“Lack of direction, not lack of time, is the problem. We all have twenty-four hour days.” ~ Zig Ziglar
If I had a penny for every time I’ve been told, “I don’t know how you get so much done!” — I’d be a very rich woman! It’s really not rocket science, it’s just planning.
One of my favorite sayings is: Plan your work and work your plan.
I start every day by reading my devotional verses from the United States Conference of Catholic Bishops (USCCB). These are emailed to me and appear on my phone about the time I awaken. My entire days seems to go better when I start with my Scripture reading and prayer.
I plan my meals by using a printed menu template that I created. From there I plan the grocery list which is planned around my paydays. Everyone gets to make suggestions as to what goes on the menu. If a suggestion doesn’t get included in the present menu, it is added to the next one.
Cleaning the refrigerator is done on Sunday evenings as the trash goes out Monday morning. Scrubbing the sink happens every evening after the dishes are done. I absolutely hate coming downstairs first thing in the morning to a sink full of dishes and gunk. Setting up the Keurig at night is also a staple event — when I’m stumbling to the kitchen each morning, all I have to do is push the buttons to get my wake-up Java.
I plan the housework by the day of the week or around the activities taking place. Each of us has specific days to do our laundry. Sheets and towels are done at the weeks end.
I plan my blog posts *gasp* – they are written on Sundays and scheduled to post on various days. UNLESS . . . something comes up that would make a compelling post, then I may add it in and delay the next scheduled one.
Each week I focus on renovating a certain room of the house. There is so much to do — some of it major tasks such as painting, some of it not so major such as deep cleaning and scrubbing, but when you toss it all together, it becomes a mish-mash of confusion and utter wonder at what to tackle next. Each room has a “to-do list” of needs and if I can only spend 15 minutes a day it eventually gets done. Some days I may spend more than 15 minutes, but that is the minimum and you’d be amazed at what you can accomplish in that amount of time. By portioning it out to one room per week, the work never gets old or relentlessly mundane (such as pulling carpet staples out of wood floors). Besides, I have found that taking a break from a certain area leaves me free to brainstorm and consider ideas for those spaces that I may not have considered were I to get boxed in and develop tunnel-vision.
I schedule time to read. I am an avid reader but it goes in waves, either I want to sit and read and let everything else go by the wayside, or I get busy and end up having books gathering dust.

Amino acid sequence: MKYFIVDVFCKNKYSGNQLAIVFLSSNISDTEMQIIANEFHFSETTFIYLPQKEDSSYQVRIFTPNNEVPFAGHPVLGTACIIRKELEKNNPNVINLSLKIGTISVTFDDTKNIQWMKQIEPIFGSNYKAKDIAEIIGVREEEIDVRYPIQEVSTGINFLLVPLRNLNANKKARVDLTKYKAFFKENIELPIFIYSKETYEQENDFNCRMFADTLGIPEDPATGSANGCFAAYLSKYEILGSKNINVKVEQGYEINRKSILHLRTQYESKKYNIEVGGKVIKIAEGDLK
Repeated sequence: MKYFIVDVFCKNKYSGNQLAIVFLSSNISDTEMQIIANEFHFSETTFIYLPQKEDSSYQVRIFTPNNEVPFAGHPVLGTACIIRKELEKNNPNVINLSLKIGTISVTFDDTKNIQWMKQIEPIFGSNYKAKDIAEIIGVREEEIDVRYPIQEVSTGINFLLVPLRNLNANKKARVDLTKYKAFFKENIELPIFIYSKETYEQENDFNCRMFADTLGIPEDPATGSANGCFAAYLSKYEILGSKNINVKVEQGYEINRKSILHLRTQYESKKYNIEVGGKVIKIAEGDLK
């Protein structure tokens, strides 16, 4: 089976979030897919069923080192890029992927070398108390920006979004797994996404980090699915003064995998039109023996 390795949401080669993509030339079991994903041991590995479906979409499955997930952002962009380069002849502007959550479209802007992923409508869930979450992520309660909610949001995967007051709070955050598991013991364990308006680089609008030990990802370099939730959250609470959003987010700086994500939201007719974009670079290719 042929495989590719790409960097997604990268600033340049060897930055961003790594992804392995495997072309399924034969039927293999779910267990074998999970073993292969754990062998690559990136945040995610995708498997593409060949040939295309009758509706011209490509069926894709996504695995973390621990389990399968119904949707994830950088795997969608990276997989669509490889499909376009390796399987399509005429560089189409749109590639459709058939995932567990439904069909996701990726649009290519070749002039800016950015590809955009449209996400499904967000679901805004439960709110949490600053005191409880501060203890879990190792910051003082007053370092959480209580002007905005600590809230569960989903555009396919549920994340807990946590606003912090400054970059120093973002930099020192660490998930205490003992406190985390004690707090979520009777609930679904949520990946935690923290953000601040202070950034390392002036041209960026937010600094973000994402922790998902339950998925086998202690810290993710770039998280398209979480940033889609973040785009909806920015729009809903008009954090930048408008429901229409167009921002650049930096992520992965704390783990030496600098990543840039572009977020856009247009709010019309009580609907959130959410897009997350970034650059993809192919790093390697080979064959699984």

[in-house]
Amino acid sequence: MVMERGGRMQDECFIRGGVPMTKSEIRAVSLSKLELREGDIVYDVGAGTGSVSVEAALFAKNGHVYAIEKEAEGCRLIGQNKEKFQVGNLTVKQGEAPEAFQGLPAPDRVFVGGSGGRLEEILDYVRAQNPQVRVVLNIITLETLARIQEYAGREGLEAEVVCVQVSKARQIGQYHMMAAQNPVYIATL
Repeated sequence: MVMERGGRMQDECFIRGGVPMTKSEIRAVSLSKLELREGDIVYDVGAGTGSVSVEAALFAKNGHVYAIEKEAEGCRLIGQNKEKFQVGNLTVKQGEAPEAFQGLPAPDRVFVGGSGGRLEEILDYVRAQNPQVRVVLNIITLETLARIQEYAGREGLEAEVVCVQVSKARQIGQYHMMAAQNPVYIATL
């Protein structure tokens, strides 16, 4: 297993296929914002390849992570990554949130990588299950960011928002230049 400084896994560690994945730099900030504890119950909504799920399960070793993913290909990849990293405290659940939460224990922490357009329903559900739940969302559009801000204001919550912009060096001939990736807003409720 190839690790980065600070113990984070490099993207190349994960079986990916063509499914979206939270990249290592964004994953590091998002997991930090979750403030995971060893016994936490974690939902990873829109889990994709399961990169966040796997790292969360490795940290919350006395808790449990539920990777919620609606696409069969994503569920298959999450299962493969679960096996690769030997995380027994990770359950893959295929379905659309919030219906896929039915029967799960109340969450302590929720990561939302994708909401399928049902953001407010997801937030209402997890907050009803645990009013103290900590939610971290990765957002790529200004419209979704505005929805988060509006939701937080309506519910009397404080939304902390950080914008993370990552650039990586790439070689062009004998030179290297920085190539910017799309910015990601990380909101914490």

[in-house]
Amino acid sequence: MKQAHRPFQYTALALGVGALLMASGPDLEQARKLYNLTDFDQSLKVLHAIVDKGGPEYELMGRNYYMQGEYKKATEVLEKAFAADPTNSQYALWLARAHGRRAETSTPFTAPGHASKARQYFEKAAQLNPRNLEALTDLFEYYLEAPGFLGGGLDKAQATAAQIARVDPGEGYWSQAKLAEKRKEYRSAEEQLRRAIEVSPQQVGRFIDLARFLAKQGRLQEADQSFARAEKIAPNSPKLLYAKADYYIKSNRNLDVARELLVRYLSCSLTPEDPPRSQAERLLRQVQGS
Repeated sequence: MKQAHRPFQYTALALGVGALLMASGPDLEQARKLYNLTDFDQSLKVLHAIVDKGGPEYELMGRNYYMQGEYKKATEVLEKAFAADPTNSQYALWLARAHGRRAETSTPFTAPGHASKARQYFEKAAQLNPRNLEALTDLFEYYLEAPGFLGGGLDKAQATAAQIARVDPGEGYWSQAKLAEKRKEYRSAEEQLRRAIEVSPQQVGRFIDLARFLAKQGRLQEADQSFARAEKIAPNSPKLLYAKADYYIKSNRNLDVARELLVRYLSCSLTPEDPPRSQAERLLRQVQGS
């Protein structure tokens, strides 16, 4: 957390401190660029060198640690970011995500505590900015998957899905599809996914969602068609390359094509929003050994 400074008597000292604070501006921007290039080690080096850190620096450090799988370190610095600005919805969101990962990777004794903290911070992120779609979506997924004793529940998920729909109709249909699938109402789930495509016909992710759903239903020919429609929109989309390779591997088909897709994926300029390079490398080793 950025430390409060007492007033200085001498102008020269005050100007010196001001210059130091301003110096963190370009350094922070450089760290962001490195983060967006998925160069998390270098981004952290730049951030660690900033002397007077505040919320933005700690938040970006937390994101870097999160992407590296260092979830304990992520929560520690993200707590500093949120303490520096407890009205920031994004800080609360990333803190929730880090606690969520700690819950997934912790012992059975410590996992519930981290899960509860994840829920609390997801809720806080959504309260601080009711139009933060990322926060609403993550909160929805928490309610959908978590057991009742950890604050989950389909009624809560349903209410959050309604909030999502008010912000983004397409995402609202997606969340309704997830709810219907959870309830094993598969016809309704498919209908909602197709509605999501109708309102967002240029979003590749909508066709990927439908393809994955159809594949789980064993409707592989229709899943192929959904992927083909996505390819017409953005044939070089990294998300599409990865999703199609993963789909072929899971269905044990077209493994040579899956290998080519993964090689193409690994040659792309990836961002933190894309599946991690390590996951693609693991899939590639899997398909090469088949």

I plan time to create. Whether it is sewing, or crocheting or photography or looking at paint colors, or simply wandering through Lowe’s to get ideas . . . that creative outlet is fed on a regular basis.
I plan major purchases. I do my research and cost analysis and then plan for the purchase and set the savings goal in place.
I plan time to be silly and relax and play with my kids. Whether it’s going to the movies, or thrifting, or staying home and playing card games or board games, family time is very important to staying connected and in tune with what’s going on in the kids lives. One of my favorite times of day is when we do the dishes together — it gives me some 1:1 time with each one to listen to their thoughts and ideas.
I plan time for myself. Going for a walk alone, exercising, taking a hot bath, pedicures or just applying a foot mask at bedtime — all these things contribute to a sense of well-being for myself. I cannot be a good Mom, employee or friend if I am running out of steam. Self-care is just as important as taking care of everyone else.
I plan time with my sister. Every Monday evening we talk on the phone. These calls are full of laughter, anecdotes, and prayer requests. There is no bond quite like the one between siblings, and being 700+ miles away, this is our time to stay connected.
If you were not gifted with planning genetics, start small. Plan a week’s worth of meals. Then two weeks. Then add something else. Anticipation is the key. Review what is going on so you can adjust your schedule accordingly. This requires being able to stay on top of kids school schedules and work schedules. Above all, remain fluid. Do not get so locked into your plans that you become rigid and unbending.
For example: Our menu is set, but if we don’t feel like having X for dinner, we can switch it to another evening and substitute Y. Why? Because I have all the ingredients to make any meal on the menu at any given day during that two-week period. Occasionally, about once in a two-week period, we plan an evening out. Sometimes we know where we’re going, other times we’ll take a vote to see what we’re doing.
Every one one of us gets twenty-four hours in our day, it’s up to you to decide how it gets spent.